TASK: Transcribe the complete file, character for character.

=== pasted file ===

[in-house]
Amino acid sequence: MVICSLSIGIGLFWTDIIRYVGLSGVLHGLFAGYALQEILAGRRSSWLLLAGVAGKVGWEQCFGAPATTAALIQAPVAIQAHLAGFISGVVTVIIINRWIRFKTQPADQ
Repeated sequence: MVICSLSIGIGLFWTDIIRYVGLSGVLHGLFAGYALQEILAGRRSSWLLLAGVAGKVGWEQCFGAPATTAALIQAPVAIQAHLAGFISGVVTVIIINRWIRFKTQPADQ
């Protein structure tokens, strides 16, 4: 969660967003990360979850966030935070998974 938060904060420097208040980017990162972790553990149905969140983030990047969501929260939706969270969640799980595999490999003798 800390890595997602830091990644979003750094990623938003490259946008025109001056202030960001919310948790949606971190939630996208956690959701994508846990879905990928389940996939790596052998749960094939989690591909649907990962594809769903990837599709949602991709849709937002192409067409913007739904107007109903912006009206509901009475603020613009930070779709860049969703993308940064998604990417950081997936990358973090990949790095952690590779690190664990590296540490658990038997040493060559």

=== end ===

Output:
[in-house]
Amino acid sequence: MVICSLSIGIGLFWTDIIRYVGLSGVLHGLFAGYALQEILAGRRSSWLLLAGVAGKVGWEQCFGAPATTAALIQAPVAIQAHLAGFISGVVTVIIINRWIRFKTQPADQ
Repeated sequence: MVICSLSIGIGLFWTDIIRYVGLSGVLHGLFAGYALQEILAGRRSSWLLLAGVAGKVGWEQCFGAPATTAALIQAPVAIQAHLAGFISGVVTVIIINRWIRFKTQPADQ
């Protein structure tokens, strides 16, 4: 969660967003990360979850966030935070998974 938060904060420097208040980017990162972790553990149905969140983030990047969501929260939706969270969640799980595999490999003798 800390890595997602830091990644979003750094990623938003490259946008025109001056202030960001919310948790949606971190939630996208956690959701994508846990879905990928389940996939790596052998749960094939989690591909649907990962594809769903990837599709949602991709849709937002192409067409913007739904107007109903912006009206509901009475603020613009930070779709860049969703993308940064998604990417950081997936990358973090990949790095952690590779690190664990590296540490658990038997040493060559």